Hafiz, who now works as a floorball coach, agreed. “Back when I was a student, I would try fundraising, or use my parents’ money, or work part-time while schooling and training. Some of the older, working players would try and help subsidise the younger ones like me,” he recalled.

“I may have had issues with money but it never stopped me from playing a sport I love.”

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Veteran national floorballer Abdul Hafiz (Photo: Justin Ong)

Said team manager Desmond Tang: “The players are not paid to play, and must pay to play. For the layman, this mentality doesn’t make sense, so for them to do that, even in the midst of all these issues... Shows that it’s something more than just money.”


Apart from the immediate concerns surrounding participation in the World Championships and the other pressing financial challenges, the sport faces what Tang described as a “huge” developmental gap between the grassroots level and the high-performance national squads.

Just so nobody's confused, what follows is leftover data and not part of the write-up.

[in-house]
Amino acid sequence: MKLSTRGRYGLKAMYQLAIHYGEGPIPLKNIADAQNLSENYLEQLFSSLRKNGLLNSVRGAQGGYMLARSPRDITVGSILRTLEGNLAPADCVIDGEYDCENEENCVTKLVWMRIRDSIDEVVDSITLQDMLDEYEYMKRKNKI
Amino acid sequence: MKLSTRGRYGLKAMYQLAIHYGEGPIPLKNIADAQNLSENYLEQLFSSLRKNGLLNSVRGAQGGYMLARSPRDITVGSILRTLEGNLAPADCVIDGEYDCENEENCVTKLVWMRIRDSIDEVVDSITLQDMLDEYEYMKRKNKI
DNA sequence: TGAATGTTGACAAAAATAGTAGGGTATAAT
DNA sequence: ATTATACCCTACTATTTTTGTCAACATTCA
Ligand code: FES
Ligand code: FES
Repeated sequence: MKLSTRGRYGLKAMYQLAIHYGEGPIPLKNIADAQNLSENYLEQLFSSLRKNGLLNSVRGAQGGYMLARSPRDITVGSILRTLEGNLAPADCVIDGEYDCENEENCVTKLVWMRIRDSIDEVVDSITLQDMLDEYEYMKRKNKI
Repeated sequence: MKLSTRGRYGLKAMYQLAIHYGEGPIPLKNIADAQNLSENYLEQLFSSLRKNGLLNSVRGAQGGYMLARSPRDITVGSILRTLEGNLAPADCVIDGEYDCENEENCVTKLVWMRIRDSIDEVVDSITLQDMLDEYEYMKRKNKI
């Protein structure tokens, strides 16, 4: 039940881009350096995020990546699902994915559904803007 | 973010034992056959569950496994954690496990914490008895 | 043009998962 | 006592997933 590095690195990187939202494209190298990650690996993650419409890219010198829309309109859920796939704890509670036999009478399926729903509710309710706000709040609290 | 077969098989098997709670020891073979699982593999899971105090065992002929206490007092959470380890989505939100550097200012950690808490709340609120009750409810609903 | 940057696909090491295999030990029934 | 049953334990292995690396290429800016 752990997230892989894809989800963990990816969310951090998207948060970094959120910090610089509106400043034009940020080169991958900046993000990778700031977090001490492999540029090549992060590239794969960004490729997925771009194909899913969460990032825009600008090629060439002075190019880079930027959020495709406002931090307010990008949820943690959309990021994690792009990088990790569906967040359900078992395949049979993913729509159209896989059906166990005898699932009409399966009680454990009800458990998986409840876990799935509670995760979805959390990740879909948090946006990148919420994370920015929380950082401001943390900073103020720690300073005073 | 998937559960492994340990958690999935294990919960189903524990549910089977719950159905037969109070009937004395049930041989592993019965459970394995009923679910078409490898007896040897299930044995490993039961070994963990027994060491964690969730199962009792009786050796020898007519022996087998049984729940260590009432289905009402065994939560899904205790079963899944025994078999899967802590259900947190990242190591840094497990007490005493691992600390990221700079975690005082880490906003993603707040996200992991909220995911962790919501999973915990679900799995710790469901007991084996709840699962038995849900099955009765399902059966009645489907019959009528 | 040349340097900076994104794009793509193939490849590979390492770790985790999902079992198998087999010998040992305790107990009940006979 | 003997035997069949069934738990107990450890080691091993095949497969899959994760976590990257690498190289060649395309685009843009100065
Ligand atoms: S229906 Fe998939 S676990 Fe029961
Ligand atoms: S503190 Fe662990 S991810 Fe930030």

Since its introduction to Singapore in 1994, floorball has carved out a thriving scene - with over 15,000 players, 200 schools and 100 clubs active across a multi-division league, various cup competitions and school tournaments from primary to tertiary level.

“Schools are more or less well-covered in terms of funding and coaches, up to the tertiary level, but thereafter more funds are needed to cover the gap,” the 31-year-old commented.

Of top priority is a proper training and competition venue, said both Tang and Chia, pointing to the example of how Singapore’s national bowlers went from needing to share public alleys to having their own facility late last year.

For now, the national squads and clubs alike have to rely on booking indoor sports halls at schools, said Chia, 32.